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Wolf in White Van    by John Darnielle order for
Wolf in White Van
by John Darnielle
Order:  USA  Can
Picador, 2015 (2014)
Hardcover, Softcover, CD, e-Book
* *   Reviewed by Rheta Van Winkle

Sean lives by himself, self-isolated because of damage to his face that is so appalling that most people can't stand to look at him. At one point in the book he has an encounter with teenagers and says, 'People like me prefer teenagers to other people. They are not afraid to stare.' One of them says to him, 'Dude, your face!' Sean is delighted by the reaction and the conversation with these two young people, even adding, 'It's like tire tread.'

We don't know what happened to Sean's face for a long time. He refers to the accident, but as we read more, we learn, little by little what actually happened and how Sean and his family and friends deal with it. At one point several years after his face was destroyed, a doctor and the nurse who comes to care for him during the day both tell him that plastic surgery has learned new ways of rebuilding faces and he would be a good candidate, but the thought of more surgery seems unacceptable to him.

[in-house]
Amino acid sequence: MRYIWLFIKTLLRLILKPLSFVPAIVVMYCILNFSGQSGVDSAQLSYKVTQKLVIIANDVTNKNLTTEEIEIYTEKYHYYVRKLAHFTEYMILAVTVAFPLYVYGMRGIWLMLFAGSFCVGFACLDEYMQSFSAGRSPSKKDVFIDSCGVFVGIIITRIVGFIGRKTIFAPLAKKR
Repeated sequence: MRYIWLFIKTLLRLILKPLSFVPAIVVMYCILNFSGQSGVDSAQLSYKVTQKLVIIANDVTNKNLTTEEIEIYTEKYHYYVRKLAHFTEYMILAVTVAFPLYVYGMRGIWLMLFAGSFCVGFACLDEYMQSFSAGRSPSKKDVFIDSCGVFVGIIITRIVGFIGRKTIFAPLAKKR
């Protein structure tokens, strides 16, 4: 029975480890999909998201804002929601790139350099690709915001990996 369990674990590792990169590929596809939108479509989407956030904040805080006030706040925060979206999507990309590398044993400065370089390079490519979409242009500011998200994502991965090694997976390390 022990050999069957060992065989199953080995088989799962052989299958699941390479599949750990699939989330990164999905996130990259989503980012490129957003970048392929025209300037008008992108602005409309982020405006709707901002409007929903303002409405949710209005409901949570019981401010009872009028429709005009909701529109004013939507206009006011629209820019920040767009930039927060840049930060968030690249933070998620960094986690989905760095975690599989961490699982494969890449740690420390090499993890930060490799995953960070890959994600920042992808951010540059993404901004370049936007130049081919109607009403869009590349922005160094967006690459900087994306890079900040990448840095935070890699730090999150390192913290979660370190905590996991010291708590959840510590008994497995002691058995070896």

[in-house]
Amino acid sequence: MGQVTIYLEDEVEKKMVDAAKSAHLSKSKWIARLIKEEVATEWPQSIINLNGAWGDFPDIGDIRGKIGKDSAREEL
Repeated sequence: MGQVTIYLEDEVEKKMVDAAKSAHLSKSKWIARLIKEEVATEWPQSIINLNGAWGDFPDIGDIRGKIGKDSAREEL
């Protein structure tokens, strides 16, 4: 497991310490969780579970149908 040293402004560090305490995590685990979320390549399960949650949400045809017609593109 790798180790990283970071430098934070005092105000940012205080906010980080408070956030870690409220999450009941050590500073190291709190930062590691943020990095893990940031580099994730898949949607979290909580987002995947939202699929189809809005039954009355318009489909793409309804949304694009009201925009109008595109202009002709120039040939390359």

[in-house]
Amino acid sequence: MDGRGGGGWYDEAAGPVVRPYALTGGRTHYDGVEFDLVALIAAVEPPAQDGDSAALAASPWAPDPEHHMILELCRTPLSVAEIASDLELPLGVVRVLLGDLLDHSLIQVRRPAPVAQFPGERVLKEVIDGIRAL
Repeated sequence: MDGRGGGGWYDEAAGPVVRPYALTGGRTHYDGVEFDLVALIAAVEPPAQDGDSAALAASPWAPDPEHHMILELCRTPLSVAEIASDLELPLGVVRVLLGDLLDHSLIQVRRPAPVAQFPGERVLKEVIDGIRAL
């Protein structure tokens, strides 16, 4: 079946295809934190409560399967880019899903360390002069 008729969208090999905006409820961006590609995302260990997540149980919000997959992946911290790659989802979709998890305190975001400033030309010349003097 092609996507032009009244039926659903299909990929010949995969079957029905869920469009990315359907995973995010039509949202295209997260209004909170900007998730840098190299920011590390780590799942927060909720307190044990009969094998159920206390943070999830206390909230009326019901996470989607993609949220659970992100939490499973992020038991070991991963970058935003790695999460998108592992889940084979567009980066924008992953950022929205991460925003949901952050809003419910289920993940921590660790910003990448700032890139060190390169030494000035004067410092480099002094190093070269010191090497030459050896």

As he was recuperating, Sean developed a new role-playing game that he advertises in magazines, giving the first few moves away free to try to tempt people to play. Each move is mailed to him with a stamped self-addressed envelope in which he sends the next move. The world where people play is set in a futuristic Kansas and western United States that has been ravaged by nuclear accidents, and the players must move through dangerous territory in an effort to get to safety. The idea for the game came to him while he was lying in the hospital, doped up on morphine.

Once he gets a few customers, he starts charging them a small amount per move. The story moves between Sean's reality and the moves in the game, and we meet some of the players. When two teenagers take the game too literally and one of them dies, Sean is sued by the parents, but the remorse and sadness he feels about the teenagers affect him more than the possibility that the parents might win the lawsuit.

Although the novel stays within Sean's consciousness throughout, we never really learn many of his motivations. He is a strange person, both before and after his accident, who always felt isolated and different.

I found this to be a troubling, dark story. Although others also suffer because of Sean's messed-up life, he seems to regard his own trials as much more important. He's not a pleasant person and he's probably better off living in isolation in his made-up world than he would be getting his face fixed and having to face real life.

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